Choose the Perfect Surround For Your Pool
The materials used as the surround for your pool affect not only what the pool area as a whole looks like, but also how the area may be used. For instance, if you plan to entertain around the pool, you will want a hard surface which is large enough for chairs and tables. If not, you may decide to combine hard and soft landscaping materials to create an aesthetically pleasing visual ambiance.
There are a host of options for the surround for any pool, from timber to marble, tiles to brick, each of which should be carefully considered before the pool is built. In many instances, the surround incorporates the coping around the edge of the pool, with brick paving, tiles and wooden decking extending right to the water’s edge. However, standard precast concrete and terrazzo coping is still available and some brick and simulated stone manufactures also make copings.
Many professional pool builders will include a surround for your pool of brick or some other type of paving in their quotation. If you want a paved or tiled area that is bigger than this, it is best to budget for it when you build. Adding on hard surfaces later often looks like an afterthought.
Important considerations include the need for any surround to be non-slip and for materials to complement those that have been used to build the house or landscape the garden. Also bear in mind that pale colours will tend to create a glare, while dark colours will absorb the heat.
Most commonly used in the form of decking (see picture above), wood is practical and looks attractive. It is particularly useful when building on a slope. When building on flat ground, it is essential to leave a gap between the decking and the earth so that air may circulate.
Various timber types are suitable for decking, although your choice is likely to be determined by availability and possibly by cost. Pine is reasonably priced and widely available, but it is a soft wood and long lengths tend to warp. Balau, a fine-textured wood noted for its strength and durability in hot, humid countries; karri, a tough Australian eucalyptus; and meranti, a versatile Malaysian wood, are all more expensive than pine but well suited for decking. In the USA redwood and Douglas fir are also used, along with a variety of tropical hardwoods. Composite decking (which is of course fake) is becoming increasingly popular.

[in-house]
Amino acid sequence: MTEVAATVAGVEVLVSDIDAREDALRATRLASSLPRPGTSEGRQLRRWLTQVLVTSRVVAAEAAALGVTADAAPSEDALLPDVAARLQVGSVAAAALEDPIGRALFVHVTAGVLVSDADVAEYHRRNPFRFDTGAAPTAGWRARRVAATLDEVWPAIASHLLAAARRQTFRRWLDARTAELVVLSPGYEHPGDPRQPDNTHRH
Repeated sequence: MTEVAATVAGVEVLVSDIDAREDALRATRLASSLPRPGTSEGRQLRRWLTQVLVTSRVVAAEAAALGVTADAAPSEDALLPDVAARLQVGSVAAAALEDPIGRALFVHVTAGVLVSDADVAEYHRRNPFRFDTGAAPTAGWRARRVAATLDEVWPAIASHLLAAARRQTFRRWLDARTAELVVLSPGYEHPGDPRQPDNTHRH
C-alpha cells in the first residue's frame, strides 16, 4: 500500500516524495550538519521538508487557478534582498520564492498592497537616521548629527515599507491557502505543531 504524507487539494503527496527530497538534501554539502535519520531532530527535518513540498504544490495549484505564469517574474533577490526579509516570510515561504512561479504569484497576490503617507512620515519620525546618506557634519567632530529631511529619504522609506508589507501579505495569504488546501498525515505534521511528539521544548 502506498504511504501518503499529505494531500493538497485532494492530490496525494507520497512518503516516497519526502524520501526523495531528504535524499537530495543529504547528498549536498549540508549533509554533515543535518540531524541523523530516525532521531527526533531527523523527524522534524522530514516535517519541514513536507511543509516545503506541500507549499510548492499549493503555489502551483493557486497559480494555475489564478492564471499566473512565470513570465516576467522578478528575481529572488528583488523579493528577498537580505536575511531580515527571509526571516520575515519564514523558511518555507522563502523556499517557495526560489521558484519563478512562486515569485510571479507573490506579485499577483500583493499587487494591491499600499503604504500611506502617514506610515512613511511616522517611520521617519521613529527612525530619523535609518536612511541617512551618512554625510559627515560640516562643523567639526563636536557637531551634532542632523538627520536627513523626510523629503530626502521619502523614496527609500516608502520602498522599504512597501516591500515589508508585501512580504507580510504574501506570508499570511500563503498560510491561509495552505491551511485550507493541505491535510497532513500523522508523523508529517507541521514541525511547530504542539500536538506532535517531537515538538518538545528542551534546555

Wooden railway sleepers may also be used alongside pools to create an on-ground deck, although they are becoming increasingly scarce.
More on timber decking can be found on Wikipedia here: http://en.wikipedia.org/wiki/Timber_decking
A natural effect can be created if grass is allowed to grow right up to the edge of the pool, especially around a beach pool. A popular trend is to use a single row of tiles or slabs as a coping around the perimetre and then grow grass from this point. This will prevent sand and mud from washing into the water and make it easier to maintain the pool.
Grass around a pool should be mowed regularly and any grass cuttings which blow into the water should be skimmed off the surface before they sink to the bottom.
A practical hardwearing and goodlooking surface, brick paving has established itself as a popular material for pool surrounds. Experts recommend that the ground is thoroughly compacted in 150 mm/6 in layers prior to paving and that the bricks are laid on a base with a minimum of six parts river sand to one part cement. Both concrete and clay bricks may be used, but make sure the colour chosen blends well with existing surfaces including walls, paths and the walls of your house.
Expansion joints should be incorporated where paving exceeds one metre or where it butts up against an existing structure or wall. It is recommended that an expansion joint be provided between the paving and the coping.
Simulated Stone Slabs
There is a wide range of tiles, flagstones and even kerbstones available for use around pools. Popular around natural pools with rockeries and waterfalls, they are manufactured in various colours and finishes from unpolished grey granite to yellow mountain sandstone. They are all manufactured in moulds taken from stone, so have the texture and finish of the real material.
The options in this category are vast and varied and may be used to create just about any effect required, from rural and rustic to sleek and sophisticated. The only issue is that tiles used around a swimming pool should not be glazed or polished or they will become highly dangerous when wet.
Popular types include terracotta quarry tiles made from baked clay; natural slate tiles; fine concrete tiles made to look like terracotta; and marble tiles which, although expensive, are exceptionally hard-wearing and can look magnificent.